Germ Theory And Surgery

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Germ Theory And Surgery

  1. 1. The Germ Theory and Surgery
  2. 2. Joseph Lister and Germs <ul><li>In the 1860s surgery was going through a black period . The issue of anaesthetics and pain had been dealt with but the issue of infection was still a problem and killing a lot of patients. </li></ul><ul><li>Germs were killing patients! </li></ul>
  3. 3. Lister and the Germ Theory <ul><li>Joseph Lister read the work of Pasteur ad the germ theory and believed it could be applied to surgery. </li></ul><ul><li>He realised that germs were infecting his patients and killing them following surgery. </li></ul><ul><li>To kill of germs whilst he was operating he used CARBOLIC ACID which was being used in sewerage works . </li></ul>
  4. 4. I realised that the smell of the operating theatre and the sewerage works were very similar and that if Carbolic acid was used in the sewerage works it could be useful in fighting germs in the operating theatre
  5. 5. I started with soaking bandages in the acid but then made a spray that would drench the patient and surgeons in a fine spray of the acid. The results speak for themselves
  6. 6. Results Lister’s record on amputations 15% 40 1867 to 1870 (antiseptics used) 46% 35 1864 to 1866 (No antiseptics) % Died No. of Patients Date
  7. 7. From Antiseptic to Aseptic <ul><li>In 1878 Robert Koch discovered that bacteria in the blood caused septicaemia which led to greater support for the use of antiseptic. </li></ul><ul><li>Professor Neuber originated the idea of cleanliness of surgeons. His work was developed by Ernst Bergmann. Strict hygiene soon became part of the operating theatre routine. Bandages, instruments and clothes were all steam-sterilised to remove dirt and germs . </li></ul>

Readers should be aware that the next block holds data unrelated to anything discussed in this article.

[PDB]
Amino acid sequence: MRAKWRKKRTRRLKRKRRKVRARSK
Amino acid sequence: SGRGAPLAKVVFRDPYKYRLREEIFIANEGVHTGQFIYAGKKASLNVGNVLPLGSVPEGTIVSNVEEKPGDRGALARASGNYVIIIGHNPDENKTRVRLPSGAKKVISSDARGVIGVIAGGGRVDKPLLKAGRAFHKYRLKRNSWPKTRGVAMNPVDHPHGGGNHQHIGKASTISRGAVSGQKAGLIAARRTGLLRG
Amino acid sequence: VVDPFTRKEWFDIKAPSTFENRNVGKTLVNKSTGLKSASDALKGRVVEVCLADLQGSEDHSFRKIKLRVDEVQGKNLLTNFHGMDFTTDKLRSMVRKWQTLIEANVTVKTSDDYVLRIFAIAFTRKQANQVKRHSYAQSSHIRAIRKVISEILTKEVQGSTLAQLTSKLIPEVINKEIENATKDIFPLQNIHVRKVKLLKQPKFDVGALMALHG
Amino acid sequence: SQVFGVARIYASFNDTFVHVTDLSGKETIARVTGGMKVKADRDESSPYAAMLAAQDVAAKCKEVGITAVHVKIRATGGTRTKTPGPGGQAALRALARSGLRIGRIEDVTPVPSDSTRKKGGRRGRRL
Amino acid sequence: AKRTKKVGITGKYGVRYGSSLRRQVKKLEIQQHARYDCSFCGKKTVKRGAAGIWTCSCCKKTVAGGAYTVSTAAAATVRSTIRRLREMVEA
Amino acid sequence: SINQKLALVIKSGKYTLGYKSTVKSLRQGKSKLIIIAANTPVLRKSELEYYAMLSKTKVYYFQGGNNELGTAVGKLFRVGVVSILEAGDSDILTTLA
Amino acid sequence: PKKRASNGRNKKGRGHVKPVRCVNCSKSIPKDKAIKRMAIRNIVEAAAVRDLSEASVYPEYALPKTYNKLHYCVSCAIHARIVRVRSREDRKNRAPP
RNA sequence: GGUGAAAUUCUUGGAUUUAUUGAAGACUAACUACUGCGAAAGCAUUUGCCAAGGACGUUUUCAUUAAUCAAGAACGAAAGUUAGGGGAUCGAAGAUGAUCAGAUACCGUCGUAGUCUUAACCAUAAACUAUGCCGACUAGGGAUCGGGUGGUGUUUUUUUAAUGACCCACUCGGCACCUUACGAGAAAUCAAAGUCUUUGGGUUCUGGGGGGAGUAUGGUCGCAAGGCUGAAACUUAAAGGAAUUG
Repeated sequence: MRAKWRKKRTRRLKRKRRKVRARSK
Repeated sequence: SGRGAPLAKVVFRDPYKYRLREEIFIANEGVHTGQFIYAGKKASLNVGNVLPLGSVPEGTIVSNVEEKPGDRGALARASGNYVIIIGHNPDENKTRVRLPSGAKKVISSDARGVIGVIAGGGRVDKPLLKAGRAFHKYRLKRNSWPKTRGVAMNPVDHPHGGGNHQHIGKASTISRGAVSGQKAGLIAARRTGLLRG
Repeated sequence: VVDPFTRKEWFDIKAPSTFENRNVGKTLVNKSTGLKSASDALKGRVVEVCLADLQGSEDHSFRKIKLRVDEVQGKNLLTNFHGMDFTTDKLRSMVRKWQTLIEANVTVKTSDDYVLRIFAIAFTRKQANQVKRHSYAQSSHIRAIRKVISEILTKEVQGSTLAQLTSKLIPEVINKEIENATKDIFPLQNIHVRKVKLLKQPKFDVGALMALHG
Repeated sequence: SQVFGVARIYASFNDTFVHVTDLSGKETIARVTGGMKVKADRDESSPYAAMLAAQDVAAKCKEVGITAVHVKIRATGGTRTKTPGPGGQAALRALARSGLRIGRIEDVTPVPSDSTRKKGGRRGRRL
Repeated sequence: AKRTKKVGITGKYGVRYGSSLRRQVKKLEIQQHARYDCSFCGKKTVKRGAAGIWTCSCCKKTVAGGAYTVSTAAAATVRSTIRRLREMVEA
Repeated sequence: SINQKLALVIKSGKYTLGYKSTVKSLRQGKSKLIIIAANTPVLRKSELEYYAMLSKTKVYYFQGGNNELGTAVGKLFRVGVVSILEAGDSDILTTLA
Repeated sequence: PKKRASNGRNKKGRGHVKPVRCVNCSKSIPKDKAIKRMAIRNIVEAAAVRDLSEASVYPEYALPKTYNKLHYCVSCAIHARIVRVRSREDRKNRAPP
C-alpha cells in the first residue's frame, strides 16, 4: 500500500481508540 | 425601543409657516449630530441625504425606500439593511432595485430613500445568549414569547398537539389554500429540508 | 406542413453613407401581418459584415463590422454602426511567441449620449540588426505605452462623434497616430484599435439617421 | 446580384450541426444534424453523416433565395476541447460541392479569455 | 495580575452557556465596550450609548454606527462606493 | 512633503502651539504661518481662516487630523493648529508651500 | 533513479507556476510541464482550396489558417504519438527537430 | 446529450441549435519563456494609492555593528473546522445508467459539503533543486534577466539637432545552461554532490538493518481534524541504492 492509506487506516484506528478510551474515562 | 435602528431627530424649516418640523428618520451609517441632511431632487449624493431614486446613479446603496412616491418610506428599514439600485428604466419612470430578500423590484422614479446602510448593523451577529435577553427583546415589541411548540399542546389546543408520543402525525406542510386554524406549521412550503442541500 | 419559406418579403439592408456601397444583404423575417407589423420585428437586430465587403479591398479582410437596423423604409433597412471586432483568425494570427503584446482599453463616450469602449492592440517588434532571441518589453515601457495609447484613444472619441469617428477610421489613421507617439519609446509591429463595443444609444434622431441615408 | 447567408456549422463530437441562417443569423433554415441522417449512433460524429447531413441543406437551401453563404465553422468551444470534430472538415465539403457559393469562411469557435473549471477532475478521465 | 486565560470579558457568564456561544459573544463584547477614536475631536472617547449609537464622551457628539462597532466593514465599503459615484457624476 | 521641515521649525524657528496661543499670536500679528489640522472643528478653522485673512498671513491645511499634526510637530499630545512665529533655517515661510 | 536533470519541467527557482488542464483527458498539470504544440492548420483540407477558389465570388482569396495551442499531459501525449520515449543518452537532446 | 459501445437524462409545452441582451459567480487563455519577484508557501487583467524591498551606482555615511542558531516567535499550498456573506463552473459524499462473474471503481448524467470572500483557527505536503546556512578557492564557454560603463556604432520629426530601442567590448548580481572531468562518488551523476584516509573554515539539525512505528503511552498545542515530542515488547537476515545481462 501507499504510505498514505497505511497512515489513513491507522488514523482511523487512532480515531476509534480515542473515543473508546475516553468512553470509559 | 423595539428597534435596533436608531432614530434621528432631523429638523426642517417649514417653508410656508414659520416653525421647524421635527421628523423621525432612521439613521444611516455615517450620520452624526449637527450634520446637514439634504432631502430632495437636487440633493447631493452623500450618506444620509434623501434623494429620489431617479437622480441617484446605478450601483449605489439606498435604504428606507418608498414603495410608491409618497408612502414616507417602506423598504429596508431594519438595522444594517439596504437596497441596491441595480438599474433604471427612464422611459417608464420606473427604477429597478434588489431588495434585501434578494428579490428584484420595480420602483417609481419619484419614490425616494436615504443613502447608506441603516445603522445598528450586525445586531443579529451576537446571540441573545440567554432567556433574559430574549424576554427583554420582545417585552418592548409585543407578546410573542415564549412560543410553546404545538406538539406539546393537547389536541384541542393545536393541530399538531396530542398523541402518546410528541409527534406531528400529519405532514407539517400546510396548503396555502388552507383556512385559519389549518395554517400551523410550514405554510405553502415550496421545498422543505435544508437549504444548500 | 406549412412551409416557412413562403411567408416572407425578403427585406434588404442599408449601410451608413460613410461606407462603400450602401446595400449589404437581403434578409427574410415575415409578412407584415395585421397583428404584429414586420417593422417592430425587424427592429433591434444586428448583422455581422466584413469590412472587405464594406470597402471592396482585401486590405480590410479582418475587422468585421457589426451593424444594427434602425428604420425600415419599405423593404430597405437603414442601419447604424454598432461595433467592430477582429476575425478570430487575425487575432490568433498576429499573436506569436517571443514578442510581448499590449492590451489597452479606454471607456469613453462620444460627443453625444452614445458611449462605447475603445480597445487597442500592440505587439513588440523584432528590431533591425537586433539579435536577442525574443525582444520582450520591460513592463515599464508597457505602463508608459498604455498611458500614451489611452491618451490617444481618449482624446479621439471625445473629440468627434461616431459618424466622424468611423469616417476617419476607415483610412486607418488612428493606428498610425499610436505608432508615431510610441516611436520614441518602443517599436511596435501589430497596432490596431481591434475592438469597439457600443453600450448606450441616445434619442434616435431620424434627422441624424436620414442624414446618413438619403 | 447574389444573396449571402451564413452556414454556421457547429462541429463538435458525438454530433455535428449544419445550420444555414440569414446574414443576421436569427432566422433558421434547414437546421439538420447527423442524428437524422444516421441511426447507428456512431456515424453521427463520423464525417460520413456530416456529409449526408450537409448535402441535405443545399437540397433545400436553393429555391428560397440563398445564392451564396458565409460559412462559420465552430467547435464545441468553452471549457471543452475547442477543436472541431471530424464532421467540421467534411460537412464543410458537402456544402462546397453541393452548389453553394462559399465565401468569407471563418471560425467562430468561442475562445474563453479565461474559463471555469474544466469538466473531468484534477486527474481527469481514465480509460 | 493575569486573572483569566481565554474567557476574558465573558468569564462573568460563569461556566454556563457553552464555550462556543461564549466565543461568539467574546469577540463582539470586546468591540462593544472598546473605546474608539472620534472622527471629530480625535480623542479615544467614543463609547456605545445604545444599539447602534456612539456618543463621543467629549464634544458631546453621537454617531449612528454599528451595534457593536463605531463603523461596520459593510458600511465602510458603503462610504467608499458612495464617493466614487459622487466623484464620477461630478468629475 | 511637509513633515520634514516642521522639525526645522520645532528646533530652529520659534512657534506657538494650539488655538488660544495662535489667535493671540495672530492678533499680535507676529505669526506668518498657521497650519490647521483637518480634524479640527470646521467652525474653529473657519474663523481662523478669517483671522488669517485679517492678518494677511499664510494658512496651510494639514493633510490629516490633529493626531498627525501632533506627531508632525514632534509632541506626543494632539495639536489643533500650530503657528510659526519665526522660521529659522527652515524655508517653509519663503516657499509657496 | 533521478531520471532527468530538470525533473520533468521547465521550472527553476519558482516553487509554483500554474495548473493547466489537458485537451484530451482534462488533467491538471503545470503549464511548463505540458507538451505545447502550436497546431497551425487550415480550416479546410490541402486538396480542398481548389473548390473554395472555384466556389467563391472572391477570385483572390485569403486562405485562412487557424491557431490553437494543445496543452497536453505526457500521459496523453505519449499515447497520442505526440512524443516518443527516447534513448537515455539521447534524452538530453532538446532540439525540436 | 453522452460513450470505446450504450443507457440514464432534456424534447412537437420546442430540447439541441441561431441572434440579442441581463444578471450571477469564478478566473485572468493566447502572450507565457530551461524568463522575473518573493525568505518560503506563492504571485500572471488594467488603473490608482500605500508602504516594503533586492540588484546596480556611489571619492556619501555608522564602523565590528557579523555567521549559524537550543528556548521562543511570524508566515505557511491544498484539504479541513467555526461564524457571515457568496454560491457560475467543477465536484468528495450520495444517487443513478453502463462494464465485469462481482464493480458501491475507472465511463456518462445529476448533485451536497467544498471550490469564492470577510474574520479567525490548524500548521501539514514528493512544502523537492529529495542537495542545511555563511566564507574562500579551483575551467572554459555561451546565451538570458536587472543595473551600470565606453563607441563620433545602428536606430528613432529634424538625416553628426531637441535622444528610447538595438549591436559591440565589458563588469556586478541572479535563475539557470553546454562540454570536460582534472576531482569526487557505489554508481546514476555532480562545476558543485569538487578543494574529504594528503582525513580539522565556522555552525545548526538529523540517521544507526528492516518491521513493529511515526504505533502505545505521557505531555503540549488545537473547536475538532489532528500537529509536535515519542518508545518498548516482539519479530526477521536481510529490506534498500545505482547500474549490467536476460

8. 8. <ul><li>Germs could now be killed without using chemicals. More ambitious operations could now be attempted the risk of infection had lessened. </li></ul><ul><li>It was also realised that infection was also spread via surgeons hands and nails. </li></ul>From antiseptic to aseptic!
  9. 9. William Halstead <ul><li>The answer to the problem came from America in the form of rubber gloves. William Halsted , a leading surgeon, started using them when his girlfriend and nurse complained of dry hands from the carbolic acid. He then introduced caps masks and gowns for surgery. </li></ul>

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